US distillers urge lifting of US-Russia trade barriers
The legislation granting permanent normal trade relations status (PNTR) to Russia has been introduced in the US Senate, however its coming up against opposition from some Senate Republicans who say Congress must first address Russia's poor human rights record and existing economic and political policies.
The repeal of Jackson-Vanik is seen as beneficial for US businesses which seek lower tariffs and access to Russian markets once the country joins the WTO.
Senate Finance Committee Chairman Max Baucus says lifting the amendment is an opportunity to double US exports to Russia and create thousands of jobs across every sector of the US economy “all at no cost to the US whatsoever”.
Russia is expected to join the organisation this summer, and US spirits and other exporters will be at a significant disadvantage to Europeans if PNTR is not in place before that happens.
The Distilled Spirits Council senior vice president Christine LoCascio said: “With Russia’s WTO membership, the industry will gain significant tariff reductions and other important market access improvements, but only if Congress passes PNTR. We urge the Senate to act quickly on this legislation.”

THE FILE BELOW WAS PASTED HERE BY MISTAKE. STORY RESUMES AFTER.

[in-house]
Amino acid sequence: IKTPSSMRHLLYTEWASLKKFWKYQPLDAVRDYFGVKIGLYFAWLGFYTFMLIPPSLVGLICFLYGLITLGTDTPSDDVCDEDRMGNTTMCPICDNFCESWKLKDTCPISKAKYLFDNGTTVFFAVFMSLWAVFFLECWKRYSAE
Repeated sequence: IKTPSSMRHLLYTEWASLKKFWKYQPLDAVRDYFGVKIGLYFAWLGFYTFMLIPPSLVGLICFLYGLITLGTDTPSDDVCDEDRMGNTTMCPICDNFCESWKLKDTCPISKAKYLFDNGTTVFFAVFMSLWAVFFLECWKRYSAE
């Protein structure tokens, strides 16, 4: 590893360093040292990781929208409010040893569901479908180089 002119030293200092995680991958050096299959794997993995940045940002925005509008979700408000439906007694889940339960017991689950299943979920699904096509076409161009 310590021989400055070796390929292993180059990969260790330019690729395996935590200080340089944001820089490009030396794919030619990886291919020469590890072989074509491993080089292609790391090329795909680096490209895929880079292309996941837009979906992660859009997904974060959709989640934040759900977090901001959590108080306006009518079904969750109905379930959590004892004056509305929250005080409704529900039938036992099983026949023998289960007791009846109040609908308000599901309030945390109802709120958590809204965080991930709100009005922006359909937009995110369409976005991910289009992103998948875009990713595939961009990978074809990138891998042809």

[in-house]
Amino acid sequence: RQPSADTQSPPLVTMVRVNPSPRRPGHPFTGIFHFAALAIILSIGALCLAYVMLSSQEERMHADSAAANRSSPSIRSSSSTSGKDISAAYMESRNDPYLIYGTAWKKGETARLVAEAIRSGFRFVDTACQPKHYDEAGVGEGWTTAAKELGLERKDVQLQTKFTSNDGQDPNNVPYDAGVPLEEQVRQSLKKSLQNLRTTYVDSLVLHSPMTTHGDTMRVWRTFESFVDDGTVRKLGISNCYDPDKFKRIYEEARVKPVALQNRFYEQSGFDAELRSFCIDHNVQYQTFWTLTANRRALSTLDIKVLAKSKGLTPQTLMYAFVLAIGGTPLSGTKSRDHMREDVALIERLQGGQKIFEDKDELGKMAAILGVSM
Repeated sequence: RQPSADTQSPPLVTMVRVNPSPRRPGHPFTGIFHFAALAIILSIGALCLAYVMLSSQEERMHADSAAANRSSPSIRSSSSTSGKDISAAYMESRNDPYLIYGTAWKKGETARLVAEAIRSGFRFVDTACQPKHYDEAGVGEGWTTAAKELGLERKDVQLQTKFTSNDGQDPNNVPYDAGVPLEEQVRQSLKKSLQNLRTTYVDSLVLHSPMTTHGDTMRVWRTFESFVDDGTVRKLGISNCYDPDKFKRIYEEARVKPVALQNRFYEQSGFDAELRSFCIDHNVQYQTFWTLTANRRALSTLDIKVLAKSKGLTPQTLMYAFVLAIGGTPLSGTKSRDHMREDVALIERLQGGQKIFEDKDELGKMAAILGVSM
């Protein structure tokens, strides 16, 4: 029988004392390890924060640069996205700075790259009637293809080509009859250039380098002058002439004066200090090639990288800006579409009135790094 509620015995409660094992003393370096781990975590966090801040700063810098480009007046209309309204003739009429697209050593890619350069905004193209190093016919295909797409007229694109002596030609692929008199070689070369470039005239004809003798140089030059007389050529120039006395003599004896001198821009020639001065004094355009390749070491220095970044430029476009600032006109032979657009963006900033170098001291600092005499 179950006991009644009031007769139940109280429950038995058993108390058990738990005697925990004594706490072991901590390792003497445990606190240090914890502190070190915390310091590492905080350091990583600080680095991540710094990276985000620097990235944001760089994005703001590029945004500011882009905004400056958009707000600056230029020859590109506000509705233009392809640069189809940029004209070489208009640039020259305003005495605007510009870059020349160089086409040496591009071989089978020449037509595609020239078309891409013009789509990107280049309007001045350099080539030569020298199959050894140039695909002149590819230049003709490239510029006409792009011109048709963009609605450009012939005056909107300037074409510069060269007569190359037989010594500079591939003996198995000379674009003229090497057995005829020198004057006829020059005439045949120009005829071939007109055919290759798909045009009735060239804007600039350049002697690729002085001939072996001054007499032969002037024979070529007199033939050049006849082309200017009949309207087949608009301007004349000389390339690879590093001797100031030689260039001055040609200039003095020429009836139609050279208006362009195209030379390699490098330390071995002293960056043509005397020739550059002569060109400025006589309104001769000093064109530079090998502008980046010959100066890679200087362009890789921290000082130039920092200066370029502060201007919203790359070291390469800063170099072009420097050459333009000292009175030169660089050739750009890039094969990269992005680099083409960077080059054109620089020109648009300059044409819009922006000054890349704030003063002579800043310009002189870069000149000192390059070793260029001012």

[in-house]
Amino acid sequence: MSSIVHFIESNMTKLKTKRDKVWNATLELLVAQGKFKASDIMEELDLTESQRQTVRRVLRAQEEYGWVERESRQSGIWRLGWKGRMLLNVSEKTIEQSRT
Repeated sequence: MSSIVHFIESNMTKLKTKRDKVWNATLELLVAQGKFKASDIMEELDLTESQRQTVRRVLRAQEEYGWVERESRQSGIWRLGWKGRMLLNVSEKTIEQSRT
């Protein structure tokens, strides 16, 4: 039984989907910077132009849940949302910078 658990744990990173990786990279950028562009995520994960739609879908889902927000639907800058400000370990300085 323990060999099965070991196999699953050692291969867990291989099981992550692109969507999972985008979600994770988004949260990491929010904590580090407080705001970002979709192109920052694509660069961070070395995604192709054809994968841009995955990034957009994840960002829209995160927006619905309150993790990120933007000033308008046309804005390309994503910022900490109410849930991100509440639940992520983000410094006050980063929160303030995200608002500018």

Among the benefits for the industry are 25% tariff reductions by 2015 from two Euros per litre to 1.4 Euros per litre for whiskey and to 1.5 Euros per litre for other spirits.
Russian imports of American whiskey, rum, and other distilled spirits have skyrocketed from $3.8 million in 2002 to $89.2 million in 2011. Whiskey accounted for 55% of the 2011 total, while rum accounted for 41%.
“Extending PNTR to Russia will boost American exports without risk or cost to the US. We look forward to toasting the passage of this key job-creating legislation in both houses of Congress,” LoCascio added.
In early June U.S. Trade Representative Ron Kirk said the repeal of a U.S. law that can be used to put trade restrictions on Russia is a top priority for his office this year.
"Once Russia becomes a member of the World Trade Organization, we need to make sure that American businesses have the full advantages of that, and therefore it's necessary for us to lift Jackson-Vanik," Kirk told the American Chamber of Commerce in Russia. Kirk also said the two measures should not be linked.
"Our priority is for the Congress to lift Jackson-Vanik in a clean bill which deals only with the issue relevant to our ability to maintain our competitiveness” he concluded, saying, however, “the administration will continue our work" with lawmakers concerned about Russian human rights.